Conflicts in the evidence are for the Commissioner to decide, and if there is substantial evidence to support the decision, it must be affirmed even if there is evidence on the other side. Selders v. Sullivan, 914 F.2d 614, 617 (5th Cir. 1990). The court's inquiry is whether the record, as a whole, provides sufficient evidence that would allow a reasonable mind to accept the ALJ's conclusions. See Richardson v. Perales, 402 U.S. 389, 401 (1971); see also Crowley, 197 F.3d at 197. "If supported by substantial evidence, the decision of the [Commissioner] is conclusive and must be affirmed." Paul v. Shalala, 29 F.3d 208, 210 (5th Cir. 1994), citing Richardson, 402 U.S. at 390.

However, this standard of review is not a rubber stamp for the Commissioner's decision. Satisfying the standard involves more than a basic search for evidence supporting the findings of the Commissioner. The court must scrutinize the record and take into account whatever fairly detracts from the substantiality of evidence supporting the ALJ's findings. Austin v. Shalala, 994 F.2d at 1174, citing Tome v. Schweiker, 724 F.2d 711, 713 (8th Cir.1984); see also Universal Camera Corp. v. NLRB, 340 U.S. 474, 488, 71 S.Ct. 456, 464, 95 L.Ed. 456 (1951); see also Martin v. Heckler, 748 F.2d 1027, 1031 (5th Cir.1984).


The ALJ made his determination under the rules adopted by the Social Security Administration in accordance with the changes to children's disability benefits in the Personal Responsibility and Work Opportunity Reconciliation Act. See 42 U.S.C. § 1382c. To be considered disabled under the Act a child must have a "physical or mental impairment, which results in marked and severe functional limitations, and which can be expected to result in death or which has lasted or can be expected to last for a continuous period of not less than 12 months." 42 U.S.C. § 1382c(a)(3)(C)(I). To evaluate the ALJ's determination, this court finds it necessary to outline the process of determining children's disability under these rules.

In assessing a child's alleged disability, the Commissioner, through an ALJ, must work through a three-step sequential evaluation process used specifically to determine whether a child meets the disability criteria. See 20 C.F.R. § 416.924 (2004). The burden rests upon the plaintiff to prove disability at all stages of the proceedings. First, the ALJ determines whether the child is working. 20 C.F.R. § 416.924(b) (2006). Second, the ALJ decides whether the child has a medically determinable "severe" impairment or combination of impairments. 20 C.F.R. § 416.924(c). Finally, at step three, for a finding of disabled, the ALJ must conclude the child's impairment or combination of impairments meets, medically equals or functionally equals the severity of an impairment listed at 20 C.F.R. Part 404, Subpart P, App. 1, §§ 1.00-114.02. 20 C.F.R. §§ 416.924(d) & 416.925 (2006). If plaintiff's impairment is severe but does not meet or equal in severity of a Listing, the ALJ must then undertake a Functional Equivalence Analysis ("FEA") to determine whether the impairment is "functionally equal in severity to a listed impairment." 20 C.F.R. § 416.926a(a).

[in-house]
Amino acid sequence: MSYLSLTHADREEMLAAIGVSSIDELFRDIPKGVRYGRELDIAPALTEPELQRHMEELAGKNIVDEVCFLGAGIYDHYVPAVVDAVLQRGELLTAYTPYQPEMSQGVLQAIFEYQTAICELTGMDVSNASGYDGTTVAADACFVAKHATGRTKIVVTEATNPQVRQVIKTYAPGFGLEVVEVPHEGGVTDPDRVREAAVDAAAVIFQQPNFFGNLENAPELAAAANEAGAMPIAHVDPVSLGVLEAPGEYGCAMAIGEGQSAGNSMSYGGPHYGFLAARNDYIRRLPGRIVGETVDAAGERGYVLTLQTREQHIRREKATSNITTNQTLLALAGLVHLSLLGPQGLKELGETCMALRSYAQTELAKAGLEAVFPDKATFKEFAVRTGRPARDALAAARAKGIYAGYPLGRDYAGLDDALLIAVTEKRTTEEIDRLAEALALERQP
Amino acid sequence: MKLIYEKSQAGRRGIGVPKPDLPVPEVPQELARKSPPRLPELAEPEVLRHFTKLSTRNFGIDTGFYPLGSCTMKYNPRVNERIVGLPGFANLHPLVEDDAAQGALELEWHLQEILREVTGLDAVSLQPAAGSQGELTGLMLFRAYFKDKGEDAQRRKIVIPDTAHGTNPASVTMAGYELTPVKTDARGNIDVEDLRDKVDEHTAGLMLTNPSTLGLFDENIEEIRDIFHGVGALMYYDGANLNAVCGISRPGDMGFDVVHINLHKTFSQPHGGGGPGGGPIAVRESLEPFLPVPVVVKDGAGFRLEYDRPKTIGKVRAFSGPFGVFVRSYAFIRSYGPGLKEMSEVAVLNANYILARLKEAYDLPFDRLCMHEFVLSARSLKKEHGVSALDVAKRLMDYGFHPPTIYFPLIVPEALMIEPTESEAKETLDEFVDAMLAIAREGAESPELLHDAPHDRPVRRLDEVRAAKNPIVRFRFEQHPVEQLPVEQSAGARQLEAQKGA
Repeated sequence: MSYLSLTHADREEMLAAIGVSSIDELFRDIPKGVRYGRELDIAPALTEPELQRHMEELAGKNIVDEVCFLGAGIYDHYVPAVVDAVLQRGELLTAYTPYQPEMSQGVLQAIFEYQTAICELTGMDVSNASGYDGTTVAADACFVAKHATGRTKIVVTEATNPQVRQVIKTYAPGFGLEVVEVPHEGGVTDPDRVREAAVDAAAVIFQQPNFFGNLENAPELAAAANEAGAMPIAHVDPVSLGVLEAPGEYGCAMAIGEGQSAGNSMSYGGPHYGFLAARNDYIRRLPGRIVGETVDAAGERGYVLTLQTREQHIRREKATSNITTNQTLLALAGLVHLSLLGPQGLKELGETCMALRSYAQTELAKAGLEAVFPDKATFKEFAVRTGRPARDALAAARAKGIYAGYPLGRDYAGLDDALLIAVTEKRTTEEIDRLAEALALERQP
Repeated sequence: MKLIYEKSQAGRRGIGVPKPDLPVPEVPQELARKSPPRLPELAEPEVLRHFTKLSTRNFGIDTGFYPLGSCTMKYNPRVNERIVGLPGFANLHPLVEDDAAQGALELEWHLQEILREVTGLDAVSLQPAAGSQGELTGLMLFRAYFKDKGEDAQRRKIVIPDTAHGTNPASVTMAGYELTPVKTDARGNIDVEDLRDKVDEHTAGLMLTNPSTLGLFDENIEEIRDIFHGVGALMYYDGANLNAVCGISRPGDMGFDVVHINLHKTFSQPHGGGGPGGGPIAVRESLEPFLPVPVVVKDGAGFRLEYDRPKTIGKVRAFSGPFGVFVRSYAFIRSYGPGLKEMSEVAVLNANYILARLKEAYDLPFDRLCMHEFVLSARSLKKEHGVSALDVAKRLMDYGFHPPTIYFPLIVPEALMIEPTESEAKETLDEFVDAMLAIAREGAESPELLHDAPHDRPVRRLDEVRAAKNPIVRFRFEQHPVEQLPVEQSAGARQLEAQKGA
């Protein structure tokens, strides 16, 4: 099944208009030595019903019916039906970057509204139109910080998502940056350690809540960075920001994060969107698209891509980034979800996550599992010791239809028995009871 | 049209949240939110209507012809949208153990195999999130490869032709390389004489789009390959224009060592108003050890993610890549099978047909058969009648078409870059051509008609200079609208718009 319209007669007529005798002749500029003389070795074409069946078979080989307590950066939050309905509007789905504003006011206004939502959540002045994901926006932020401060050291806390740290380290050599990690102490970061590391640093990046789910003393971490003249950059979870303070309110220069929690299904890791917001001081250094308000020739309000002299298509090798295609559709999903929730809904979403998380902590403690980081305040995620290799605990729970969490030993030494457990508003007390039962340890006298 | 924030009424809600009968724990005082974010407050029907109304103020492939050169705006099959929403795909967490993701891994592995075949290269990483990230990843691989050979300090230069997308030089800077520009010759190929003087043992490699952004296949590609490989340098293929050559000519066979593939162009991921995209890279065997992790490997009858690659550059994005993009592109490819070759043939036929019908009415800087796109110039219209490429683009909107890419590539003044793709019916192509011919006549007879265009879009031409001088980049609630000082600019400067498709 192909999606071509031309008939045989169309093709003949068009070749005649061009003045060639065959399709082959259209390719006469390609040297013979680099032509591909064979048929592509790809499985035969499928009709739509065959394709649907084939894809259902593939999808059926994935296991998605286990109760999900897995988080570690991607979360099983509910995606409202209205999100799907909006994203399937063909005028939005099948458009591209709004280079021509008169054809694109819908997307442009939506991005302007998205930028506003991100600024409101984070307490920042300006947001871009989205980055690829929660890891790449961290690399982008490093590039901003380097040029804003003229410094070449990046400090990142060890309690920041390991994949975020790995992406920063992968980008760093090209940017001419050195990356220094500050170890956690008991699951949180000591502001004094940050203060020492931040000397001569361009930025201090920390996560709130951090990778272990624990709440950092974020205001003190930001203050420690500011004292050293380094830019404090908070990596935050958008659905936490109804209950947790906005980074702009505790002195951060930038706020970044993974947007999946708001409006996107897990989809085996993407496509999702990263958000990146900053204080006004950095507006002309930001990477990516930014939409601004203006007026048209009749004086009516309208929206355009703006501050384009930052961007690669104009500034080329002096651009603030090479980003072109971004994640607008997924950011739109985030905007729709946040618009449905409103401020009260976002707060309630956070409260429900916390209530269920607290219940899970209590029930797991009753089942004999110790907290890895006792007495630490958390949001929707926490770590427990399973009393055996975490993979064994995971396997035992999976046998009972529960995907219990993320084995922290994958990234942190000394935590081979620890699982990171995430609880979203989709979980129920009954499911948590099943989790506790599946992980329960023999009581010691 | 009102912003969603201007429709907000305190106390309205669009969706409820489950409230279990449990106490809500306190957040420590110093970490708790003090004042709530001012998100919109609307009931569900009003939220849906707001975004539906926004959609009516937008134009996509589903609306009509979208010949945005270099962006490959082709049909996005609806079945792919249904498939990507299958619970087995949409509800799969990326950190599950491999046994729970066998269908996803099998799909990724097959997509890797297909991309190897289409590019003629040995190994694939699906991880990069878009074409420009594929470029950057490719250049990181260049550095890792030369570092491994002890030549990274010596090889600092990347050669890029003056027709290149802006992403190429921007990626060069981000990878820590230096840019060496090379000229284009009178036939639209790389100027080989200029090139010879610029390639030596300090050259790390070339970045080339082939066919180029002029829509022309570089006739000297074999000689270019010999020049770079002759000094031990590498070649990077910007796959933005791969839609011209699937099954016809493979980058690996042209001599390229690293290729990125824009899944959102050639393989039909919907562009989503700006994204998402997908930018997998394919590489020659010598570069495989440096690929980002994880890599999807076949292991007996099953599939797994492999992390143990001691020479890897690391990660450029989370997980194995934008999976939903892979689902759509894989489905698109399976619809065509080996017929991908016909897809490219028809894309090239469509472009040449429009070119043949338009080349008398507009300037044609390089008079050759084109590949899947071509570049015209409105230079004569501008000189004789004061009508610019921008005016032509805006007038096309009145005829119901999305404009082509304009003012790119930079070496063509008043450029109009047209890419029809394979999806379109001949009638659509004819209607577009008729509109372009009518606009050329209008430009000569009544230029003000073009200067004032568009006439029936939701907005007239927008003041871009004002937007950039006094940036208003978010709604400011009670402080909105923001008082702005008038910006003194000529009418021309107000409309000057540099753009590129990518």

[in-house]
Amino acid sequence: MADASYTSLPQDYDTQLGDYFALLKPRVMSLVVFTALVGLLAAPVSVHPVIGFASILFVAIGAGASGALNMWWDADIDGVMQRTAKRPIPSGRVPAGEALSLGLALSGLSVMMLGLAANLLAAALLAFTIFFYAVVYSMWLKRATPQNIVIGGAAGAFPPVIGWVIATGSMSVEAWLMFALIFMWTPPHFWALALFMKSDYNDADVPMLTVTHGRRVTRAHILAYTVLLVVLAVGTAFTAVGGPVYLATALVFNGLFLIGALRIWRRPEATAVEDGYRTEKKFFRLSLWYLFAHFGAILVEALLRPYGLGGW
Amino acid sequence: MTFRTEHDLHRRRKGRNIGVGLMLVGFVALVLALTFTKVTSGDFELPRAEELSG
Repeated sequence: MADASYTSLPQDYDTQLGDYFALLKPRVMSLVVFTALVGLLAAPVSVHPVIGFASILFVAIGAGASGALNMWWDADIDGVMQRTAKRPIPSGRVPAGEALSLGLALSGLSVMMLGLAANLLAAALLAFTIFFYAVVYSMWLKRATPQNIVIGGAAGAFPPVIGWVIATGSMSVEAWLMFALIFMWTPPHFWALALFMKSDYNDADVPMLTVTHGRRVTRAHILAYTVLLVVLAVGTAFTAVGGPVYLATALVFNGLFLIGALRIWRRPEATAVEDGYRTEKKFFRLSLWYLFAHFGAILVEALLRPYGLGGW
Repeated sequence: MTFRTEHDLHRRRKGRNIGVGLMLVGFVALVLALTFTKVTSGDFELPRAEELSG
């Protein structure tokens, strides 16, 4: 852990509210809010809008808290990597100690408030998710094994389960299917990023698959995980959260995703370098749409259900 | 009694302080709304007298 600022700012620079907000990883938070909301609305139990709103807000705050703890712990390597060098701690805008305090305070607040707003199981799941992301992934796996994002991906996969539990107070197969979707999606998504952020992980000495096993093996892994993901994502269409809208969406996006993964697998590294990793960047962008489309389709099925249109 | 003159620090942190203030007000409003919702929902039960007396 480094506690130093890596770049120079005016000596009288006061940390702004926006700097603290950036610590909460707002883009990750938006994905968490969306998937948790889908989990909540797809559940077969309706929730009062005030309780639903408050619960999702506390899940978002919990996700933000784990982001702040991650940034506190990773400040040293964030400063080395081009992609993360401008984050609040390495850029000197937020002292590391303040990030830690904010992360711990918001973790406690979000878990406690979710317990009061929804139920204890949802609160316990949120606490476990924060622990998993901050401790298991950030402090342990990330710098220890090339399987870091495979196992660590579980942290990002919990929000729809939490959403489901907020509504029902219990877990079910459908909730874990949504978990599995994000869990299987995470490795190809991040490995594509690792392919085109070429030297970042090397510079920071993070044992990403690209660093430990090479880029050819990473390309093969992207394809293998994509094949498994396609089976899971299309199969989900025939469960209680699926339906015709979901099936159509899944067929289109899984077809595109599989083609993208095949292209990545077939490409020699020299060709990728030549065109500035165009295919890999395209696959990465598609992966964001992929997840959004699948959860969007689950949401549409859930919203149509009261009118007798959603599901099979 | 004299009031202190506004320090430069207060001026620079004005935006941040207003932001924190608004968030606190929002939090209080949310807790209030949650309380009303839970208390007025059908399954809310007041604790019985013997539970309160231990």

An FEA requires the fact-finder to perform analysis and reach findings that deal in six functional domains: (1) acquiring and using information; (2) attending and completing tasks; (3) interacting and relating with others; (4) moving about and manipulating objects; (5) caring for oneself; and (6) health and physical well-being. 20 C.F.R. § 416.926a(b)(1)(i-vi)(2007). "An impairment(s) causes marked and severe functional limitations if it meets or medically equals the severity of a set of criteria for an impairment in the listings, or if it functionally equals the listings." 20 C.F.R. § 416.924(d)(2006). A medically determinable impairment or combination of impairments ...